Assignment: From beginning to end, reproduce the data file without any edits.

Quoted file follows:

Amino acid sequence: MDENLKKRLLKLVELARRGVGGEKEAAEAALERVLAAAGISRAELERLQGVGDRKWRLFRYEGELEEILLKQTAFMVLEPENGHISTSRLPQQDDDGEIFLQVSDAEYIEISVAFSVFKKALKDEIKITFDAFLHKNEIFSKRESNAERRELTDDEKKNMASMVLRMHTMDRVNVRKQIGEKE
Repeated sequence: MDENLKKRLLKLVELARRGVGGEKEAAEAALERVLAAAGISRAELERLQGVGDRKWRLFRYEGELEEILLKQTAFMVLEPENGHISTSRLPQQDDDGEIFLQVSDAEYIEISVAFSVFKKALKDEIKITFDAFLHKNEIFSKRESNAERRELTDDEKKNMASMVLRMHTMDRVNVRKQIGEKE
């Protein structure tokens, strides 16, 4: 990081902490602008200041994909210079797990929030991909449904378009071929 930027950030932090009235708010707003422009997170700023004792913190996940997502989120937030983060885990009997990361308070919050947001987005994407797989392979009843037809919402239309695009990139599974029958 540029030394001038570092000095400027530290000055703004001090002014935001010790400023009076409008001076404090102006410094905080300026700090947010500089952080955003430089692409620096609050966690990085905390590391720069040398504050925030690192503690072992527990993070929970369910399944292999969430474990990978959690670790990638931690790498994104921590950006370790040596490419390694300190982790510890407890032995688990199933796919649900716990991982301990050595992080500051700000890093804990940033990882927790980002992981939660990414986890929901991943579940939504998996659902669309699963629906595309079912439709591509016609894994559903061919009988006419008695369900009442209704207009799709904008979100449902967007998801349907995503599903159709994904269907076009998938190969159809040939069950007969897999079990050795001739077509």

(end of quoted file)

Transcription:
Amino acid sequence: MDENLKKRLLKLVELARRGVGGEKEAAEAALERVLAAAGISRAELERLQGVGDRKWRLFRYEGELEEILLKQTAFMVLEPENGHISTSRLPQQDDDGEIFLQVSDAEYIEISVAFSVFKKALKDEIKITFDAFLHKNEIFSKRESNAERRELTDDEKKNMASMVLRMHTMDRVNVRKQIGEKE
Repeated sequence: MDENLKKRLLKLVELARRGVGGEKEAAEAALERVLAAAGISRAELERLQGVGDRKWRLFRYEGELEEILLKQTAFMVLEPENGHISTSRLPQQDDDGEIFLQVSDAEYIEISVAFSVFKKALKDEIKITFDAFLHKNEIFSKRESNAERRELTDDEKKNMASMVLRMHTMDRVNVRKQIGEKE
């Protein structure tokens, strides 16, 4: 990081902490602008200041994909210079797990929030991909449904378009071929 930027950030932090009235708010707003422009997170700023004792913190996940997502989120937030983060885990009997990361308070919050947001987005994407797989392979009843037809919402239309695009990139599974029958 540029030394001038570092000095400027530290000055703004001090002014935001010790400023009076409008001076404090102006410094905080300026700090947010500089952080955003430089692409620096609050966690990085905390590391720069040398504050925030690192503690072992527990993070929970369910399944292999969430474990990978959690670790990638931690790498994104921590950006370790040596490419390694300190982790510890407890032995688990199933796919649900716990991982301990050595992080500051700000890093804990940033990882927790980002992981939660990414986890929901991943579940939504998996659902669309699963629906595309079912439709591509016609894994559903061919009988006419008695369900009442209704207009799709904008979100449902967007998801349907995503599903159709994904269907076009998938190969159809040939069950007969897999079990050795001739077509």